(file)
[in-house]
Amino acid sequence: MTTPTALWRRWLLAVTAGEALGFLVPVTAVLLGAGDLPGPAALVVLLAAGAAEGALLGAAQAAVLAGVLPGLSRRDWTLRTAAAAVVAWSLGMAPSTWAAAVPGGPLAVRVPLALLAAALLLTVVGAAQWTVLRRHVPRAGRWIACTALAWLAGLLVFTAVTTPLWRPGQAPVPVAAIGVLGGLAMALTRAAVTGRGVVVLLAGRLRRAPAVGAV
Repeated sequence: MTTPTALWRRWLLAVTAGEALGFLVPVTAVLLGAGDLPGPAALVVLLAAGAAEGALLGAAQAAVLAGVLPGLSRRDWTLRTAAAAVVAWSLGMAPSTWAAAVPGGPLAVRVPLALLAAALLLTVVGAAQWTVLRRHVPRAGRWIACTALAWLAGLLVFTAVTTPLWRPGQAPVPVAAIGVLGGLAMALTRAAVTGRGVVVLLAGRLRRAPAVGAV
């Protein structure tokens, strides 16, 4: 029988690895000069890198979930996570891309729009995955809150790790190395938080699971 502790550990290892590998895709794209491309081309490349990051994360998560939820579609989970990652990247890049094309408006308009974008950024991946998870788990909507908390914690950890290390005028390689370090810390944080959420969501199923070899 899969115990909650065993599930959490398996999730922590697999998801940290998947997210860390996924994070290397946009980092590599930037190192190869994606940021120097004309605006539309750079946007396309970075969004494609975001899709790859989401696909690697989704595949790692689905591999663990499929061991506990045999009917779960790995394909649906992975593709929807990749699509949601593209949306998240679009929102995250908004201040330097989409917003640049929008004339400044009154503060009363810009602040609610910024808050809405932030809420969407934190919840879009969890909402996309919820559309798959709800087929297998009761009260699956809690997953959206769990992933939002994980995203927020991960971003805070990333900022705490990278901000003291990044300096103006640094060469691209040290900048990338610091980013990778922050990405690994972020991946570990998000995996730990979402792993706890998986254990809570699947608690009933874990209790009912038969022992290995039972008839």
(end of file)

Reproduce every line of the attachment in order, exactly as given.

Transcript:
[in-house]
Amino acid sequence: MTTPTALWRRWLLAVTAGEALGFLVPVTAVLLGAGDLPGPAALVVLLAAGAAEGALLGAAQAAVLAGVLPGLSRRDWTLRTAAAAVVAWSLGMAPSTWAAAVPGGPLAVRVPLALLAAALLLTVVGAAQWTVLRRHVPRAGRWIACTALAWLAGLLVFTAVTTPLWRPGQAPVPVAAIGVLGGLAMALTRAAVTGRGVVVLLAGRLRRAPAVGAV
Repeated sequence: MTTPTALWRRWLLAVTAGEALGFLVPVTAVLLGAGDLPGPAALVVLLAAGAAEGALLGAAQAAVLAGVLPGLSRRDWTLRTAAAAVVAWSLGMAPSTWAAAVPGGPLAVRVPLALLAAALLLTVVGAAQWTVLRRHVPRAGRWIACTALAWLAGLLVFTAVTTPLWRPGQAPVPVAAIGVLGGLAMALTRAAVTGRGVVVLLAGRLRRAPAVGAV
């Protein structure tokens, strides 16, 4: 029988690895000069890198979930996570891309729009995955809150790790190395938080699971 502790550990290892590998895709794209491309081309490349990051994360998560939820579609989970990652990247890049094309408006308009974008950024991946998870788990909507908390914690950890290390005028390689370090810390944080959420969501199923070899 899969115990909650065993599930959490398996999730922590697999998801940290998947997210860390996924994070290397946009980092590599930037190192190869994606940021120097004309605006539309750079946007396309970075969004494609975001899709790859989401696909690697989704595949790692689905591999663990499929061991506990045999009917779960790995394909649906992975593709929807990749699509949601593209949306998240679009929102995250908004201040330097989409917003640049929008004339400044009154503060009363810009602040609610910024808050809405932030809420969407934190919840879009969890909402996309919820559309798959709800087929297998009761009260699956809690997953959206769990992933939002994980995203927020991960971003805070990333900022705490990278901000003291990044300096103006640094060469691209040290900048990338610091980013990778922050990405690994972020991946570990998000995996730990979402792993706890998986254990809570699947608690009933874990209790009912038969022992290995039972008839």